Surprising link found in Obama's family tree
(CBS News) WASHINGTON -- It's no secret that President Obama comes from a very diverse background.
Now, there's new information about his ancestors.
The surprising connection goes all the way back to the earliest days of colonial America.
It's already been learned that Mr. Obama is related, however distantly, to people as diverse as Warren Buffett, Sarah Palin, Rush Limbaugh and George W. Bush.
Now, researchers at Ancestry.com have discovered a startling new connection in his mother's family tree.
The president's diverse roots are widely known to range from Kenya to Kansas, but researchers have found a new link.
"President Obama is the 11th great-grandson of John Punch, who was the first documented African to be enslaved for life in the American colonies," says Joseph Shumway, a genealogist at Ancestry.com.
He says the president's white mother is a direct descendant of the first known slave in the American colonies through a family by the name of Bunch.
"We found that, through DNA testing done by members of the Bunch family, that their direct ancestors are of sub-Saharan African origin. ... Eventually, we were able to make a connection with the earliest Bunch family members and a gentleman by the name of John Punch," Shumway notes.
In 1640, John Punch, an African, was a servant in Virginia who escaped, was caught and sentenced to remain in bondage to his master for life.
As for the difference in the names - Punch with a "P" as opposed to Bunch with a "B" - researchers say that's not unusual, that early record-keepers wrote names as they sounded.
Though records are incomplete, the Ancestry.com genealogists say the slave John Punch is the only likely person to have been the father of John Bunch, sometime before 1637.
John Bunch's mother was white, and so was his wife, which means President Obama descends from the first known black and white couple who left traceable descendants.
"We're extremely confident in the conclusion that we've reached," Shumway says, adding that, "At the time, in the early 1600s, the racial attitudes in colonial Virginia were quite a bite different than they later came to be. ... (Inter)-racial marriage wasn't as looked down upon until about the 1660s and on upwards. (Only) into the early 1700s did laws (come into being) to prevent that from happening.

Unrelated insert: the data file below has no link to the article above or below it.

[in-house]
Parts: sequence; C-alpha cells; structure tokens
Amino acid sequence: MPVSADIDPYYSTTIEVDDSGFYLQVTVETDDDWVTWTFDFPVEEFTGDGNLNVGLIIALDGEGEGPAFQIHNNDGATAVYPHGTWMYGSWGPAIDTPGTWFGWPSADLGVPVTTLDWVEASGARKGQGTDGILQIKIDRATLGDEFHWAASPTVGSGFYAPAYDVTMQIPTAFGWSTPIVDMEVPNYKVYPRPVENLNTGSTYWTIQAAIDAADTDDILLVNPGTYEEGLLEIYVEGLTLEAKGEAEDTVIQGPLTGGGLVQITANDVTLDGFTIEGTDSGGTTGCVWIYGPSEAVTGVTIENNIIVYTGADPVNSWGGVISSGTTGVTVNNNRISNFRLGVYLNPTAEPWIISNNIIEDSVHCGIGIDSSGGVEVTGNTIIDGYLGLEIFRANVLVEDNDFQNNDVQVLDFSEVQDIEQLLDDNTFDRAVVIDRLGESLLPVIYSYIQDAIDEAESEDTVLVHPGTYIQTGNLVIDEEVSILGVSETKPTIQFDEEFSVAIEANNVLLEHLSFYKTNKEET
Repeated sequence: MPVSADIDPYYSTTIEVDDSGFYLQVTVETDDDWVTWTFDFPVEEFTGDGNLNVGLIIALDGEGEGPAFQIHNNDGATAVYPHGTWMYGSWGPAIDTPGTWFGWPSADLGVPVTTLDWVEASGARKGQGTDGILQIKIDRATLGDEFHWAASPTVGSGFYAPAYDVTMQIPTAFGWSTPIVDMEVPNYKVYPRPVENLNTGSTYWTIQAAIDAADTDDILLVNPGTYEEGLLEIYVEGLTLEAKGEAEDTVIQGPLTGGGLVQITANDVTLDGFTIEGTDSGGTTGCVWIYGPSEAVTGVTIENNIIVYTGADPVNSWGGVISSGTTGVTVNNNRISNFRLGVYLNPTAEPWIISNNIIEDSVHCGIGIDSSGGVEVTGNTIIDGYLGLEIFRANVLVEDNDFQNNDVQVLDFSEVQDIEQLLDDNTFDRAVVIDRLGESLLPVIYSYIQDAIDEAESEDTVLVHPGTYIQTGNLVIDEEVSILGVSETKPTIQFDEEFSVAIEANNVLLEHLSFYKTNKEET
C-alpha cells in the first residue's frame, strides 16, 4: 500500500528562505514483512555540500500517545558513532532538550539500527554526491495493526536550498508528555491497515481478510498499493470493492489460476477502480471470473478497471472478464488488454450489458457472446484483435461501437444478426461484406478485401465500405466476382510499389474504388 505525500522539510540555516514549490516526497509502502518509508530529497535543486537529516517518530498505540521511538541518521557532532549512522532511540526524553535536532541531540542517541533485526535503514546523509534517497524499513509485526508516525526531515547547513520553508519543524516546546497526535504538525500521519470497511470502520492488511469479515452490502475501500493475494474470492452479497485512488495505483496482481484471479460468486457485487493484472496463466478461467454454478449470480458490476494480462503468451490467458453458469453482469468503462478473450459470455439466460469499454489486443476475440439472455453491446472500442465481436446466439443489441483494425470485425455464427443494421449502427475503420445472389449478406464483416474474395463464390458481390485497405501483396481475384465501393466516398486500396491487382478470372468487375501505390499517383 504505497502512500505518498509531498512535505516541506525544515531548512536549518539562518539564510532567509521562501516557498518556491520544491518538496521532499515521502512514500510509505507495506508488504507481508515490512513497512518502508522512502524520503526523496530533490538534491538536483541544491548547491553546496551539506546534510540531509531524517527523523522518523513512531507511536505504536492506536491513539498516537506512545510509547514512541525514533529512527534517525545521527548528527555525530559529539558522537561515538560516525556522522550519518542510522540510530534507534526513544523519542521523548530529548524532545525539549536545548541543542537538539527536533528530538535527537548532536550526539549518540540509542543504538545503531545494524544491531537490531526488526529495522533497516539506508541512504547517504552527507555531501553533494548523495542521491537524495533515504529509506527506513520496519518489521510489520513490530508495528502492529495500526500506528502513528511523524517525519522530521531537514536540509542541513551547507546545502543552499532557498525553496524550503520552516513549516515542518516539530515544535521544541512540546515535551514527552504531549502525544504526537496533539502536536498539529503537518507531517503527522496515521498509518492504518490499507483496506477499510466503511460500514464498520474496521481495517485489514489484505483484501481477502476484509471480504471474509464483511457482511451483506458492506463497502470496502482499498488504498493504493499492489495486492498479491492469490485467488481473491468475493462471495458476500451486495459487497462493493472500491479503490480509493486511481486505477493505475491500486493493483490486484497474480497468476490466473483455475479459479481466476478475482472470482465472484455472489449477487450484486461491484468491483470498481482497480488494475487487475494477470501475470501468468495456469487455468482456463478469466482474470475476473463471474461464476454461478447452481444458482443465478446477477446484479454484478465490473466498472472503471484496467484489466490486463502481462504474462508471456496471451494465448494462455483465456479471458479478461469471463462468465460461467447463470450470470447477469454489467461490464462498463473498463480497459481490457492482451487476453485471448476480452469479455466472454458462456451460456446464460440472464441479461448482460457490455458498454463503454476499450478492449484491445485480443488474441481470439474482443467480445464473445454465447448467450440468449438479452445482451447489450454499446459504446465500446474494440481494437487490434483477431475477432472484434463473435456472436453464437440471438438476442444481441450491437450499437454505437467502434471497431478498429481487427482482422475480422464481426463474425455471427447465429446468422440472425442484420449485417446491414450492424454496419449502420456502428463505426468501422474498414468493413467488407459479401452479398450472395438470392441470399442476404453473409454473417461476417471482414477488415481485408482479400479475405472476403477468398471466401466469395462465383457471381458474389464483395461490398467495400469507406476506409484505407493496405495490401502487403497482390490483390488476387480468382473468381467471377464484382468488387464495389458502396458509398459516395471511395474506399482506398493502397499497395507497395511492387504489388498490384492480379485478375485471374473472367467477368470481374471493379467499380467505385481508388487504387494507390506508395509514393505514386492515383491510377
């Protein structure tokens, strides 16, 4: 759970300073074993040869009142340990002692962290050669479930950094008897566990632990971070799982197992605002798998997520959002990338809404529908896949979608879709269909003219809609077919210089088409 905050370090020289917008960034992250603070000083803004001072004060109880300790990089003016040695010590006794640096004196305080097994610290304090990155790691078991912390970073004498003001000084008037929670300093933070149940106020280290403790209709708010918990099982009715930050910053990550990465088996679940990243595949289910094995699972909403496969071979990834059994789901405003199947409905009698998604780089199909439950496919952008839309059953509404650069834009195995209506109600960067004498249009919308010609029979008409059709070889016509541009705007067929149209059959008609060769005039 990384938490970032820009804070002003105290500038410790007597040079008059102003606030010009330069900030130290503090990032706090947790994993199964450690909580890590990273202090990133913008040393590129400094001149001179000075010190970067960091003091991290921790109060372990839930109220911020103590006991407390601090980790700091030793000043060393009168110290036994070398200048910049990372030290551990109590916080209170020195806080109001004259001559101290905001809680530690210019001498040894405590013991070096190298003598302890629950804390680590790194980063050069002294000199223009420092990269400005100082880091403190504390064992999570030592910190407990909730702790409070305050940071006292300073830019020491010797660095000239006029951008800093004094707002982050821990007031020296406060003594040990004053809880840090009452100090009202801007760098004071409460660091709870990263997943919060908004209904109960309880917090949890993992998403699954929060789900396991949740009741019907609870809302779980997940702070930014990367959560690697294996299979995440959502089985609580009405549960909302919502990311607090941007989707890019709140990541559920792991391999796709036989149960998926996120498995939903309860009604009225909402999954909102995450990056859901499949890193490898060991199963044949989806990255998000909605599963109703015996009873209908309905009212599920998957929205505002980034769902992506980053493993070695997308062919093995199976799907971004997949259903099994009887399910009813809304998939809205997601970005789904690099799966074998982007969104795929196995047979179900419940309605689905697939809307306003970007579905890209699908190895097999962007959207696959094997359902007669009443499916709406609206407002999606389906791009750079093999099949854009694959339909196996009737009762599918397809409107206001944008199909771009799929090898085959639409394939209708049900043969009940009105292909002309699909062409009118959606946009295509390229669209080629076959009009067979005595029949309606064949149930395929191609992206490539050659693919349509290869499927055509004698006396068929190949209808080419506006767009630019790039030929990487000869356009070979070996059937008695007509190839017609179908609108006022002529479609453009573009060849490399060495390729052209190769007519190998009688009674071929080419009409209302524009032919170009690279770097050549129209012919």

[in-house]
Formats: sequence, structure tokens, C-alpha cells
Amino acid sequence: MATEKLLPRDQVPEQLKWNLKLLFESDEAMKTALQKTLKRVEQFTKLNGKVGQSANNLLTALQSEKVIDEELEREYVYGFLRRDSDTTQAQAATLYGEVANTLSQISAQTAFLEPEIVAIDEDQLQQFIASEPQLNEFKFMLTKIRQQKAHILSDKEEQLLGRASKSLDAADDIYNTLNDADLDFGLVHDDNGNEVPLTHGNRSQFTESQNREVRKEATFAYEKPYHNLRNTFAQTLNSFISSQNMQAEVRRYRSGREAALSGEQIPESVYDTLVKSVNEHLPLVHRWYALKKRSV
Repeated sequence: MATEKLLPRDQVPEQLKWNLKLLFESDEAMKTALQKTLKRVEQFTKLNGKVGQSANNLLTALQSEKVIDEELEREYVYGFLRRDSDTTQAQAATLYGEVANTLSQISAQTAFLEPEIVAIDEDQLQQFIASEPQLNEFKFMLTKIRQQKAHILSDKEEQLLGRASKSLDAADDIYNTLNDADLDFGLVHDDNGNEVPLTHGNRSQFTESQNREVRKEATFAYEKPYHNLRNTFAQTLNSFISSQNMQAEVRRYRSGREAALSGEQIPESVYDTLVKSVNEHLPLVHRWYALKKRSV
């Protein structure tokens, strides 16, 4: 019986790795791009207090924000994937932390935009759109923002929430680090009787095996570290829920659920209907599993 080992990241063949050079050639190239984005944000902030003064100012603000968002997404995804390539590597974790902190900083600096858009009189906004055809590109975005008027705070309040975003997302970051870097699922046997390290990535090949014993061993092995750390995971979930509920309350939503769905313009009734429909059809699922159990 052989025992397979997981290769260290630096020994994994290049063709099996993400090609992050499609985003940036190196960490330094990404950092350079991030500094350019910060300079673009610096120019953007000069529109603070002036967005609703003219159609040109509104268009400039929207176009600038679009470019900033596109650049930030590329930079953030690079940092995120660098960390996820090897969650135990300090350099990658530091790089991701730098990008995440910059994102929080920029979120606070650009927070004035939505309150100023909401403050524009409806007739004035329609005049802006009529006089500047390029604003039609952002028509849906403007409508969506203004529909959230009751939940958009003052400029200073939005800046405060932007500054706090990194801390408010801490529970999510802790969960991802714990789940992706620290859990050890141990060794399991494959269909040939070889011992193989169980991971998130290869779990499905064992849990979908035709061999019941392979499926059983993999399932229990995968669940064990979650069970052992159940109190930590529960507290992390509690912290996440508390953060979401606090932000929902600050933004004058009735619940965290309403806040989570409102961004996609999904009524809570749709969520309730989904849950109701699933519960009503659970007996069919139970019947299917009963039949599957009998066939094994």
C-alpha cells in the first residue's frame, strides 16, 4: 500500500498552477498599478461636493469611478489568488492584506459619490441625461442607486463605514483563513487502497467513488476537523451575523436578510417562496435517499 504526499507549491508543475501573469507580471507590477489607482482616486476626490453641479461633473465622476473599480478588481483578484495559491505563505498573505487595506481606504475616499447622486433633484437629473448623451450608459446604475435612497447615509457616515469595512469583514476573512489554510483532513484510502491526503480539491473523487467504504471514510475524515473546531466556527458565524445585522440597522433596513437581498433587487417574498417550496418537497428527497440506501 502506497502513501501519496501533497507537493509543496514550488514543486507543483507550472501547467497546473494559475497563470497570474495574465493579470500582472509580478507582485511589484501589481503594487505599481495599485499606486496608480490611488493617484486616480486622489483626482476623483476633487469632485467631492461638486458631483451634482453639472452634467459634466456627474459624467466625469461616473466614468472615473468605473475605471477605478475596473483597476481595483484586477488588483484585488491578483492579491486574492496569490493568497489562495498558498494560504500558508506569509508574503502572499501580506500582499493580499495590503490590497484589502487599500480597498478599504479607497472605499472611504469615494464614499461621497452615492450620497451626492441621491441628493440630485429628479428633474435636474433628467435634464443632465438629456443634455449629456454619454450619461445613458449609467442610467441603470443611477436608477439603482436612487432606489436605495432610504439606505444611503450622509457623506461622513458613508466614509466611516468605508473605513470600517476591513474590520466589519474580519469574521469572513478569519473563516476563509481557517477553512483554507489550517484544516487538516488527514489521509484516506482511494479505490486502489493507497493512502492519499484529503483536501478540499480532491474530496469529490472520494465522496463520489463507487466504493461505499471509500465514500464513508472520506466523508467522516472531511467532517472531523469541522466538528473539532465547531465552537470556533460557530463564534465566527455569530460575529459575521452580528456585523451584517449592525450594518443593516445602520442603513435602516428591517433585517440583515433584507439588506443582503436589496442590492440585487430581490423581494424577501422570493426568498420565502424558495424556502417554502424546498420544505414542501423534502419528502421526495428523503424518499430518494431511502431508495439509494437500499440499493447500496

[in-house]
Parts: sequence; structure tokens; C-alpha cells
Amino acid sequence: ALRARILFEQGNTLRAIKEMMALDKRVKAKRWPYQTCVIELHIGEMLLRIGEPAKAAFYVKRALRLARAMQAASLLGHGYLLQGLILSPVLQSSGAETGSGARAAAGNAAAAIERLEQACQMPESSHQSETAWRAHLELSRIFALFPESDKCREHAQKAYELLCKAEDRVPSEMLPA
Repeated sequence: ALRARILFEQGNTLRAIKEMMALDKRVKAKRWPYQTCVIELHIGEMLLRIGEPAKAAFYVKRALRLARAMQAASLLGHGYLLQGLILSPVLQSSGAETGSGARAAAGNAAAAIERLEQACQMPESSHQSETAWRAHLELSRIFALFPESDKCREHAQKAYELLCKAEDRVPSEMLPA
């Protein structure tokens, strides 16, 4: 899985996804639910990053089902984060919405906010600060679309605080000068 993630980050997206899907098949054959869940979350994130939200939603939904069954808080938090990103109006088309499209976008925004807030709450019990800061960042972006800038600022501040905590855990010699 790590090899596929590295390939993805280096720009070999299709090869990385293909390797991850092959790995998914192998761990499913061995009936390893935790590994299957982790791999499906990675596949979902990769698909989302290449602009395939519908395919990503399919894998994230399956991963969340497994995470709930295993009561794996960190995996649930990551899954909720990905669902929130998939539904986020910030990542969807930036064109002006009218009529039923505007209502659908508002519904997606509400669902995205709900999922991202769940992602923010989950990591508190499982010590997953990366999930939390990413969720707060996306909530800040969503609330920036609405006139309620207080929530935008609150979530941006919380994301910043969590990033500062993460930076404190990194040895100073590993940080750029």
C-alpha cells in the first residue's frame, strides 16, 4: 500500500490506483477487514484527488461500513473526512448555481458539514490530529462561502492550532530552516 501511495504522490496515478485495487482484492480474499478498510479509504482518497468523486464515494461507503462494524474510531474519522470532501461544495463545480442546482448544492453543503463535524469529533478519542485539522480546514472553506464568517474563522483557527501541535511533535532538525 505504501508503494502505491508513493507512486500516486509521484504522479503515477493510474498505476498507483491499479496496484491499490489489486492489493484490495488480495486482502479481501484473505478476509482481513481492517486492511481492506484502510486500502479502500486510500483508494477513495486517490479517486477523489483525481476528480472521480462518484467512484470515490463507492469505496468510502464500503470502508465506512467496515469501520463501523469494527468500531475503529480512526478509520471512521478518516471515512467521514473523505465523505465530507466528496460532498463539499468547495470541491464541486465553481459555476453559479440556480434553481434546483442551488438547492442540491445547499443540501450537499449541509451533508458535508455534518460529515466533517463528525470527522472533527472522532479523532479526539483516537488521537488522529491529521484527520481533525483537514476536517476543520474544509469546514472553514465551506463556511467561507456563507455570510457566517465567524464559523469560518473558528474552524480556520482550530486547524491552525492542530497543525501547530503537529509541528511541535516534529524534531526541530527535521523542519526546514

" ... The bunch family over the generations continued to intermarry with white people and just became white for all intents and purposes."
The first John Bunch in Ancestry.com's Obama family tree is the first in a seven-generation line of Bunches, originally in Virginia, moving to Tennessee, Arkansas and finally to Kansas, where President Obama's great-grandmother, Leona McCurry, his grandmother, Madelyn Payne, and his mother, Stanley Ann Dunham, were born.
Race is a subject the president has dealt with all his life, and never more urgently than when he broke with his former pastor, Rev. Jeremiah Wright, in 2008 over Wright's divisive racial views.
In a critical speech while running for president in March 2008, Mr. Obama declared, "I am the son of a black man from Kenya and a white woman from Kansas. ... The issues that have surfaced over the last few weeks reflect the complexities of race in this country that we've never really worked through."
David Maraniss, author of a new Obama biography, did extensive research into the Obama family for his book, "Barack Obama: The Story."
"At that point, it included Luo, the tribal clan of the Obamas, and English and Welsh and Irish and Scottish and German from the white side of his family. And now we're discovering something more!"
Maraniss, who traveled to Kenya and Indonesia in search of the influences that shaped Barack Obama, says the president's diverse roots make him hard to categorize.
"Because of the color of his skin and his father's background, he was African-American," Maraniss points out. "But culturally, he was not. He had to learn it. ... He's never been easy to pigeonhole. That's part of the attraction and mystery of Barack Obama."
The Ancestry.com team did two years of research to puzzle this out and looked through thousands of pages of colonial records. The researchers got the DNA from the Bunch family and, even without the documented connection to John Punch, they say they're very certain of their finding about the president's slave ancestor on mother's side.
- Bill Plante
Bill Plante is a CBS News Senior White House Correspondent
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